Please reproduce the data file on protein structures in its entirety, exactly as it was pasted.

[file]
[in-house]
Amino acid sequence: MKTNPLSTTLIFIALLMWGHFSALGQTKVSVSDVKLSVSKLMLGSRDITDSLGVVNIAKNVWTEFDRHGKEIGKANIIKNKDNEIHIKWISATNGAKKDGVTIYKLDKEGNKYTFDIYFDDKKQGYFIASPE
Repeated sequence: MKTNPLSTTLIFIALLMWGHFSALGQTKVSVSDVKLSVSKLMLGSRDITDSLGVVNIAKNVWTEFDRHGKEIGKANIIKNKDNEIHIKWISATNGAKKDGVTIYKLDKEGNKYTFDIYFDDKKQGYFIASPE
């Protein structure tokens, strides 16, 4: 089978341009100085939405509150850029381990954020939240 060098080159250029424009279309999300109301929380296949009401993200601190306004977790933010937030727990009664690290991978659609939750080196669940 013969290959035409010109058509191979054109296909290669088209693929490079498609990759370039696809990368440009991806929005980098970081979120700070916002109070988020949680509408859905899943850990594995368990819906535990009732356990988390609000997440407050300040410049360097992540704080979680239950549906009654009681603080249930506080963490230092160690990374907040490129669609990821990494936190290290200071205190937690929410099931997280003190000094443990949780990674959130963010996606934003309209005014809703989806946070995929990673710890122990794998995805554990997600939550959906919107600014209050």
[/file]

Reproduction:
[in-house]
Amino acid sequence: MKTNPLSTTLIFIALLMWGHFSALGQTKVSVSDVKLSVSKLMLGSRDITDSLGVVNIAKNVWTEFDRHGKEIGKANIIKNKDNEIHIKWISATNGAKKDGVTIYKLDKEGNKYTFDIYFDDKKQGYFIASPE
Repeated sequence: MKTNPLSTTLIFIALLMWGHFSALGQTKVSVSDVKLSVSKLMLGSRDITDSLGVVNIAKNVWTEFDRHGKEIGKANIIKNKDNEIHIKWISATNGAKKDGVTIYKLDKEGNKYTFDIYFDDKKQGYFIASPE
């Protein structure tokens, strides 16, 4: 089978341009100085939405509150850029381990954020939240 060098080159250029424009279309999300109301929380296949009401993200601190306004977790933010937030727990009664690290991978659609939750080196669940 013969290959035409010109058509191979054109296909290669088209693929490079498609990759370039696809990368440009991806929005980098970081979120700070916002109070988020949680509408859905899943850990594995368990819906535990009732356990988390609000997440407050300040410049360097992540704080979680239950549906009654009681603080249930506080963490230092160690990374907040490129669609990821990494936190290290200071205190937690929410099931997280003190000094443990949780990674959130963010996606934003309209005014809703989806946070995929990673710890122990794998995805554990997600939550959906919107600014209050």